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Marine Products Corp. seeks purchase of pontoon builder

The maker of Chaparral and Robalo boats has been looking to buy a complementary business, specifically eying pontoon builders, although the company has been outbid by private equity groups so far.

That’s according to Marine Products Corp. vice president of corporate finance Jim Landers, who told investors and analysts at a B. Riley & Co. conference in Santa Monica, Calif., that there is a “war chest” of cash set aside for such acquisitions.

“Our basic target is a fairly large, profitable, complementary business to what we do,” Landers said during a webcast Wednesday. “The Vortex [jetboat] is pretty similar to Chaparral, so we’re able to build that internally. There are some great opportunities out there. Talking about the aluminum pontoon market, that has stood up really well. It’s not a market that we’re in, and so we’re looking there. We do get outbid pretty frequently by private equity firms.”

The company is operating at 50 or 60 percent of capacity, so it still has room to grow production from within, Landers said.

“One thing about the boat business is that, managed well, it does generate cash,” he said.

He also discussed the company’s growing market share in the tough sterndrive market that Chaparral operates within. The top five sterndrive builders control slightly more than half of the market, he pointed out, and Chaparral tops that list with 13.86 percent of the overall market.


“In some ways boat manufacturing is like the auto industry 70 or 80 years ago,” Landers said, pointing out that several very small builders make up half of the sterndrive market share. Over time, that number shrank as companies merged and were acquired, he said.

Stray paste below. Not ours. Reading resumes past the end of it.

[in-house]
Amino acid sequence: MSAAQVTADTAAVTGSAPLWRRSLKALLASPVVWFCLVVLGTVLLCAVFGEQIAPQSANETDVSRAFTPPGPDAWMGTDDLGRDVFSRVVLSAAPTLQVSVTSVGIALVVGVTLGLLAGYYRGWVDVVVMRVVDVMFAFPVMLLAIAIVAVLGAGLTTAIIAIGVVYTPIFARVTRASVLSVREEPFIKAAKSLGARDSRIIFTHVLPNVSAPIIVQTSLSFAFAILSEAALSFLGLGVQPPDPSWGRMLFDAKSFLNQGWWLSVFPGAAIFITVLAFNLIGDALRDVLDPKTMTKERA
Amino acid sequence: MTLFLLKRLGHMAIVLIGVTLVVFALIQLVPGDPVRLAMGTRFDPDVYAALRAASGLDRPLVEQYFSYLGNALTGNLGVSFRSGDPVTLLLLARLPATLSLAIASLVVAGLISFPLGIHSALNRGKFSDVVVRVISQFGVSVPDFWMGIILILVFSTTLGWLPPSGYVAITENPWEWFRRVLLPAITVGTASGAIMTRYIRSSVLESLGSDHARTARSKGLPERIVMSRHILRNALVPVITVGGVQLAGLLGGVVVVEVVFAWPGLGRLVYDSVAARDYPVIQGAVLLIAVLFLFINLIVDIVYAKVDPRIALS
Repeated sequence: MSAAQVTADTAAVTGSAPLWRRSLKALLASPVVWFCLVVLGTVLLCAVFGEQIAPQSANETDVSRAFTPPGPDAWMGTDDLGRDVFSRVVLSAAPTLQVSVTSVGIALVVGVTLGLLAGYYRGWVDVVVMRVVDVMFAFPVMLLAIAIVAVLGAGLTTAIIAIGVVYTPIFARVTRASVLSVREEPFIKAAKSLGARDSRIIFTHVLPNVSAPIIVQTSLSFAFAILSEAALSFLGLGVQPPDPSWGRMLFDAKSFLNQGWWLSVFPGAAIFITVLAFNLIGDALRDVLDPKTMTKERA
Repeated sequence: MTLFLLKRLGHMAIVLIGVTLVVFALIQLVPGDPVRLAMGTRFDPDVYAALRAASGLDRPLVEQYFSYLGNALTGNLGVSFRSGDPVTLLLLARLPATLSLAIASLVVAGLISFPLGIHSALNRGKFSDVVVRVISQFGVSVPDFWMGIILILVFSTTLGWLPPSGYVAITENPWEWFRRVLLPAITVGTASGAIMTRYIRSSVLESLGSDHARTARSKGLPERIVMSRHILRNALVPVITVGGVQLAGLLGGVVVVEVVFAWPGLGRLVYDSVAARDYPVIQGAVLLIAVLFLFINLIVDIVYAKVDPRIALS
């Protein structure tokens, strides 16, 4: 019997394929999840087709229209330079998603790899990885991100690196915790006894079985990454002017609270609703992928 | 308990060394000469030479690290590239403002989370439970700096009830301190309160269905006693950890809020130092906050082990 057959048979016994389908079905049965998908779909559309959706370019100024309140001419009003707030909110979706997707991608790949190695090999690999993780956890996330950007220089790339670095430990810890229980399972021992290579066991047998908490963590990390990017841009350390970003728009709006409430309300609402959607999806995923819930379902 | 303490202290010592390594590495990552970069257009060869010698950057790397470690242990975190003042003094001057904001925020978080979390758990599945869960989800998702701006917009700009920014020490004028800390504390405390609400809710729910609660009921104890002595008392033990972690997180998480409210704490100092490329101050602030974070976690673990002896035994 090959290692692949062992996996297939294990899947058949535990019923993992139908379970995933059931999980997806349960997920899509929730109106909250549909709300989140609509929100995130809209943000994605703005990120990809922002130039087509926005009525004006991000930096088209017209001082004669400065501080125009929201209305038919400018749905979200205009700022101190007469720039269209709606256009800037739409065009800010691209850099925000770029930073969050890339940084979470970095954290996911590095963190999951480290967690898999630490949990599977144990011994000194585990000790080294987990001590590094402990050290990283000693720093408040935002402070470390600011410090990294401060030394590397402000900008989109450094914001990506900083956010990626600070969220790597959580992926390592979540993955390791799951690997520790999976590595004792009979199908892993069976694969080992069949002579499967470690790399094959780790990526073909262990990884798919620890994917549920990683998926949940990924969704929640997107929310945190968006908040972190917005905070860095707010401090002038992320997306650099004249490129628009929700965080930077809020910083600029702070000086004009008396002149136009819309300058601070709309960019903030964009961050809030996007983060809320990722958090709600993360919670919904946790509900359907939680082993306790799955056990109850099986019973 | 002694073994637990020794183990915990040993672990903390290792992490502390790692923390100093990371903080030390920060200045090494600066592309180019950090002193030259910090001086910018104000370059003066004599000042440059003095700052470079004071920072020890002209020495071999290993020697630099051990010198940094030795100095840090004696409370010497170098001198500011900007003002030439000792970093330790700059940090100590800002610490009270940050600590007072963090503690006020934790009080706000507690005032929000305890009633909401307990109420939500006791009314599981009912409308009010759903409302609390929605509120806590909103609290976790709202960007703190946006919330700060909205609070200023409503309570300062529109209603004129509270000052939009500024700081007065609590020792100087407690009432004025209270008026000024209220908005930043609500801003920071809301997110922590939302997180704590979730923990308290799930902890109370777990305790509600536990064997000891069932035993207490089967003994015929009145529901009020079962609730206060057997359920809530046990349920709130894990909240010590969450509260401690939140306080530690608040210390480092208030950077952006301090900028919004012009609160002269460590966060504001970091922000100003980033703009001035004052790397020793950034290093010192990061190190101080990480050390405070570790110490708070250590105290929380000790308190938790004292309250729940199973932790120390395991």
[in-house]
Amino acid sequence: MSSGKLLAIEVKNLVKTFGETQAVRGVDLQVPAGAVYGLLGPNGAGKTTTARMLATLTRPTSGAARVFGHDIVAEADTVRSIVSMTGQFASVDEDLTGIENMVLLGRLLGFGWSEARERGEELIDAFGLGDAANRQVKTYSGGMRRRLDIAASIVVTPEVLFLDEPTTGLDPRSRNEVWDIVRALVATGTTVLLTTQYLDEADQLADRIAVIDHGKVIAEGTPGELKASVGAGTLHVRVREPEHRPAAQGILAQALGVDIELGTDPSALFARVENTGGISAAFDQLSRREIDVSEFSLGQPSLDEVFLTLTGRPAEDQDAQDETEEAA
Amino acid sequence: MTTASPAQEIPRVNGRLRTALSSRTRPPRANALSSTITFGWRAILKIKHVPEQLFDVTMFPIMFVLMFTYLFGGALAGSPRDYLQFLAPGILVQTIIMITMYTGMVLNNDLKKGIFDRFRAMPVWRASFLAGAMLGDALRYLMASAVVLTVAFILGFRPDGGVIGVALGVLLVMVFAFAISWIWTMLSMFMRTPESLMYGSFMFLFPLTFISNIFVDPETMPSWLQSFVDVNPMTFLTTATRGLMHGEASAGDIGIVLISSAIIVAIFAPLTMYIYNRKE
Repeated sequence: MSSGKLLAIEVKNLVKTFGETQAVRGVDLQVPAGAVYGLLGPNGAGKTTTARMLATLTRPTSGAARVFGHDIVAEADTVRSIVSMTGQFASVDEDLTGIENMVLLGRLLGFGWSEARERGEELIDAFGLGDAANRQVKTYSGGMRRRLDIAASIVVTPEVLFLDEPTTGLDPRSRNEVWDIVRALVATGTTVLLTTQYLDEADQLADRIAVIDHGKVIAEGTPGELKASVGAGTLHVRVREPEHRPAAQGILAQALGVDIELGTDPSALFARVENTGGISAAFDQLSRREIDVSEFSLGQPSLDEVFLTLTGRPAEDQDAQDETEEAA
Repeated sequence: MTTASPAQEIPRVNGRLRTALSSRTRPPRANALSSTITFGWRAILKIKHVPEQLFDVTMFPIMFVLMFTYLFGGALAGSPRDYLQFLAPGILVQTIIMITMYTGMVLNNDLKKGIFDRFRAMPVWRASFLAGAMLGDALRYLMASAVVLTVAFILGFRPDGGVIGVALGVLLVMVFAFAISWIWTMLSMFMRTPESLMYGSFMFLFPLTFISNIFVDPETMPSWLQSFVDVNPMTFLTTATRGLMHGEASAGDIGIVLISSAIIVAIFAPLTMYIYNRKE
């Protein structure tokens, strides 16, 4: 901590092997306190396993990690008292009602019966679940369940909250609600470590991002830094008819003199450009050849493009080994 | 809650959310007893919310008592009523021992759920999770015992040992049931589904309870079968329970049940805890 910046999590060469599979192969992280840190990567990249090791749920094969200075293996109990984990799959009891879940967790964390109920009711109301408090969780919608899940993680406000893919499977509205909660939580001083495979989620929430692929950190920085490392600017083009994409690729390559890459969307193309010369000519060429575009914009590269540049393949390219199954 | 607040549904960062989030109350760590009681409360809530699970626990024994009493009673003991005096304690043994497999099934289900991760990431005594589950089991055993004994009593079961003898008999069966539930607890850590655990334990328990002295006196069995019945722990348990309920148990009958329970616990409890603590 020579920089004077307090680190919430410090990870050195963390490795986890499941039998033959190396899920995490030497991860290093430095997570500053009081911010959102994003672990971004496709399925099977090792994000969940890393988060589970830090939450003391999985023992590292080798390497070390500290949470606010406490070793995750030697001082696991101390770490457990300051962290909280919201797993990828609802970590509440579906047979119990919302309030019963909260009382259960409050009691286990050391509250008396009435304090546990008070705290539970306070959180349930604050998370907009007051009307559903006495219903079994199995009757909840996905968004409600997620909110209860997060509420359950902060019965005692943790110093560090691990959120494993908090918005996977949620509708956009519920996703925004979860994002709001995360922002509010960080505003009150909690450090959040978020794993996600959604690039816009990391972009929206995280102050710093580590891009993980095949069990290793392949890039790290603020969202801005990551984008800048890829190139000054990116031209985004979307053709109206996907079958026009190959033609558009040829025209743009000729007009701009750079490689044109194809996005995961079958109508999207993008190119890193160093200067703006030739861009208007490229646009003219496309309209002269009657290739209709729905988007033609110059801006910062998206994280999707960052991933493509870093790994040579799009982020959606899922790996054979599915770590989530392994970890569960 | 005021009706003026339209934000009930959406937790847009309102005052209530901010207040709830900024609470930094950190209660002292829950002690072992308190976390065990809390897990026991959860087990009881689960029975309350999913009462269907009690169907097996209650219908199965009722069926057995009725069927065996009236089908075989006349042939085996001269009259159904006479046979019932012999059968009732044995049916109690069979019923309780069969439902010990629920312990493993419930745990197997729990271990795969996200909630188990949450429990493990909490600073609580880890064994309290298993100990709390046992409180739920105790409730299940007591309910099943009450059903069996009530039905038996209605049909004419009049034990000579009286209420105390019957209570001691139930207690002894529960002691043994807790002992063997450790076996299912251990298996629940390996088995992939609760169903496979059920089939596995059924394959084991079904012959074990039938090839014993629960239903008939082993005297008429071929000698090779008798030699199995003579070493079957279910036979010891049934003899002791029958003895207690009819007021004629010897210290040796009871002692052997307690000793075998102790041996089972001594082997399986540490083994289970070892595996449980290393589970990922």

“The boat business is doing that, as well, but at a very slow speed,” Landers said. “Five years ago, the top five sterndrive builders had a smaller overall share than they do today, so that’s part of a slow dynamic.”

The value-priced Chaparral H20 has been a big part of the company’s growth, although that leveled off somewhat recently, Landers said.

“The price encouraged more first-time buyers,” he said. “The H2O was more than twice as likely to be [the purchase of] a first-time buyer than any of our other products, so we brought in some people who wanted new boats, a nice product with good features but with standardized features, so we were able to do that.”

That has helped Chaparral gain a larger piece of the shrinking pie, Landers said, illustrating his point with a slide showing Sea Ray, Chaparral’s nearest competitor, with 11.81 percent of the market, followed by Cobalt with 10.51 percent.


That gain has been steadily increasing since 2010, when Chaparral had about 7.3 percent of the overall market. That number leaped in 2012, to 11.72 percent, in large part because of the H2O, before leveling off somewhat in 2013 at 13.86 percent.


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